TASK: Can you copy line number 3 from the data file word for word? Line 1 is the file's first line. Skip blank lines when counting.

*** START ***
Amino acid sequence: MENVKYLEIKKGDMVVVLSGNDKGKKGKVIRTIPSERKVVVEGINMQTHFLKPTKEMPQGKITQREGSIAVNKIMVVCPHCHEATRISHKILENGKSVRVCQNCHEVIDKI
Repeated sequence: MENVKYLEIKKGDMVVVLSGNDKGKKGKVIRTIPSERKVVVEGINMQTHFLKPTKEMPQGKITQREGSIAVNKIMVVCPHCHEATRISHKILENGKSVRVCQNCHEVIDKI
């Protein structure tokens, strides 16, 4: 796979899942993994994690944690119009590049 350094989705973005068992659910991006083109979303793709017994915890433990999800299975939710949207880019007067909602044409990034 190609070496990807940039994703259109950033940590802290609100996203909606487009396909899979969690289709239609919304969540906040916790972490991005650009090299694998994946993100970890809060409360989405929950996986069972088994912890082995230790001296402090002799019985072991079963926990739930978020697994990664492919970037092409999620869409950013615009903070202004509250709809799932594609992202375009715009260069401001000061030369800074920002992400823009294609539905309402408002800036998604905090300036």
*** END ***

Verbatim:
């Protein structure tokens, strides 16, 4: 796979899942993994994690944690119009590049 350094989705973005068992659910991006083109979303793709017994915890433990999800299975939710949207880019007067909602044409990034 190609070496990807940039994703259109950033940590802290609100996203909606487009396909899979969690289709239609919304969540906040916790972490991005650009090299694998994946993100970890809060409360989405929950996986069972088994912890082995230790001296402090002799019985072991079963926990739930978020697994990664492919970037092409999620869409950013615009903070202004509250709809799932594609992202375009715009260069401001000061030369800074920002992400823009294609539905309402408002800036998604905090300036």